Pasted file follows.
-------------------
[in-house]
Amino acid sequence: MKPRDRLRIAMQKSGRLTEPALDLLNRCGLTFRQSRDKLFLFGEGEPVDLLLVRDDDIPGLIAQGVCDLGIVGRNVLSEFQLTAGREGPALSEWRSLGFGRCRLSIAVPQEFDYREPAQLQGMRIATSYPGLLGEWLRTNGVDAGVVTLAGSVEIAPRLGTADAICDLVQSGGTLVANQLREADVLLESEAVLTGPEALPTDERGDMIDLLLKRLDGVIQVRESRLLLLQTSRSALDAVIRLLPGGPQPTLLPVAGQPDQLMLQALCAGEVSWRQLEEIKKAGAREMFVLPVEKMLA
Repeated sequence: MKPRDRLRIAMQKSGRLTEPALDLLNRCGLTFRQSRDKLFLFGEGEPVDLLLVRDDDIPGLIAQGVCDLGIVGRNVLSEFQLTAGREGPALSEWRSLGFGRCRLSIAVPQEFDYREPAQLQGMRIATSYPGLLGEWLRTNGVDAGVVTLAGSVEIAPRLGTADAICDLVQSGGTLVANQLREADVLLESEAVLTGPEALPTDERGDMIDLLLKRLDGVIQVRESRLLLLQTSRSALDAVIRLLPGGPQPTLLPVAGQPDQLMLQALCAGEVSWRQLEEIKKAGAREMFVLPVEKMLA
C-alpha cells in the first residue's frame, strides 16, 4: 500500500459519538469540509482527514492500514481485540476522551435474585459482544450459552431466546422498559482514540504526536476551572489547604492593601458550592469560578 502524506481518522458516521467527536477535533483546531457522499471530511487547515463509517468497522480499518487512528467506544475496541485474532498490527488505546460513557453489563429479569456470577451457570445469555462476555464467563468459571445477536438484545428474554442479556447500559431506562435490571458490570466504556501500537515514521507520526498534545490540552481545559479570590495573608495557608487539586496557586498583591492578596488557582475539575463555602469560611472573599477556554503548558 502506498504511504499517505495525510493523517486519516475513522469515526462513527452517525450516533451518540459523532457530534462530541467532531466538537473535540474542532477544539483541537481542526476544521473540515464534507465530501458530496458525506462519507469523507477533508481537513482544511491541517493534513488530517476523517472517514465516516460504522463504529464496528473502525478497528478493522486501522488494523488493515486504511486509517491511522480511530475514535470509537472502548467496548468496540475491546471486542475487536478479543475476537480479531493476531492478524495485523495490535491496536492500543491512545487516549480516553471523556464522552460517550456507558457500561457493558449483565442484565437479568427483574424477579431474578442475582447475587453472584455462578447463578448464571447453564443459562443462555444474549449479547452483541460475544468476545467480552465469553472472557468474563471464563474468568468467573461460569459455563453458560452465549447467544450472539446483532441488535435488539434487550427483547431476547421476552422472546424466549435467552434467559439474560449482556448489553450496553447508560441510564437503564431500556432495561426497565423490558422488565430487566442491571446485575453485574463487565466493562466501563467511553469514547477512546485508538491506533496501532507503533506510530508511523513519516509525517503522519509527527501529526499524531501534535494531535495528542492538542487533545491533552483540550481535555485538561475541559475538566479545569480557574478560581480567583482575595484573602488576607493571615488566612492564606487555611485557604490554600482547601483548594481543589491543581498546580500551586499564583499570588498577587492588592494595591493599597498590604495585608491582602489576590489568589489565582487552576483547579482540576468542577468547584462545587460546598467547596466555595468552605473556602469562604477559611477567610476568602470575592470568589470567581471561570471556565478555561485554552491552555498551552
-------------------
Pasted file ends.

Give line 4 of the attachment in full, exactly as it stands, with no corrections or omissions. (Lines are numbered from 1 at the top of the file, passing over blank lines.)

C-alpha cells in the first residue's frame, strides 16, 4: 500500500459519538469540509482527514492500514481485540476522551435474585459482544450459552431466546422498559482514540504526536476551572489547604492593601458550592469560578 502524506481518522458516521467527536477535533483546531457522499471530511487547515463509517468497522480499518487512528467506544475496541485474532498490527488505546460513557453489563429479569456470577451457570445469555462476555464467563468459571445477536438484545428474554442479556447500559431506562435490571458490570466504556501500537515514521507520526498534545490540552481545559479570590495573608495557608487539586496557586498583591492578596488557582475539575463555602469560611472573599477556554503548558 502506498504511504499517505495525510493523517486519516475513522469515526462513527452517525450516533451518540459523532457530534462530541467532531466538537473535540474542532477544539483541537481542526476544521473540515464534507465530501458530496458525506462519507469523507477533508481537513482544511491541517493534513488530517476523517472517514465516516460504522463504529464496528473502525478497528478493522486501522488494523488493515486504511486509517491511522480511530475514535470509537472502548467496548468496540475491546471486542475487536478479543475476537480479531493476531492478524495485523495490535491496536492500543491512545487516549480516553471523556464522552460517550456507558457500561457493558449483565442484565437479568427483574424477579431474578442475582447475587453472584455462578447463578448464571447453564443459562443462555444474549449479547452483541460475544468476545467480552465469553472472557468474563471464563474468568468467573461460569459455563453458560452465549447467544450472539446483532441488535435488539434487550427483547431476547421476552422472546424466549435467552434467559439474560449482556448489553450496553447508560441510564437503564431500556432495561426497565423490558422488565430487566442491571446485575453485574463487565466493562466501563467511553469514547477512546485508538491506533496501532507503533506510530508511523513519516509525517503522519509527527501529526499524531501534535494531535495528542492538542487533545491533552483540550481535555485538561475541559475538566479545569480557574478560581480567583482575595484573602488576607493571615488566612492564606487555611485557604490554600482547601483548594481543589491543581498546580500551586499564583499570588498577587492588592494595591493599597498590604495585608491582602489576590489568589489565582487552576483547579482540576468542577468547584462545587460546598467547596466555595468552605473556602469562604477559611477567610476568602470575592470568589470567581471561570471556565478555561485554552491552555498551552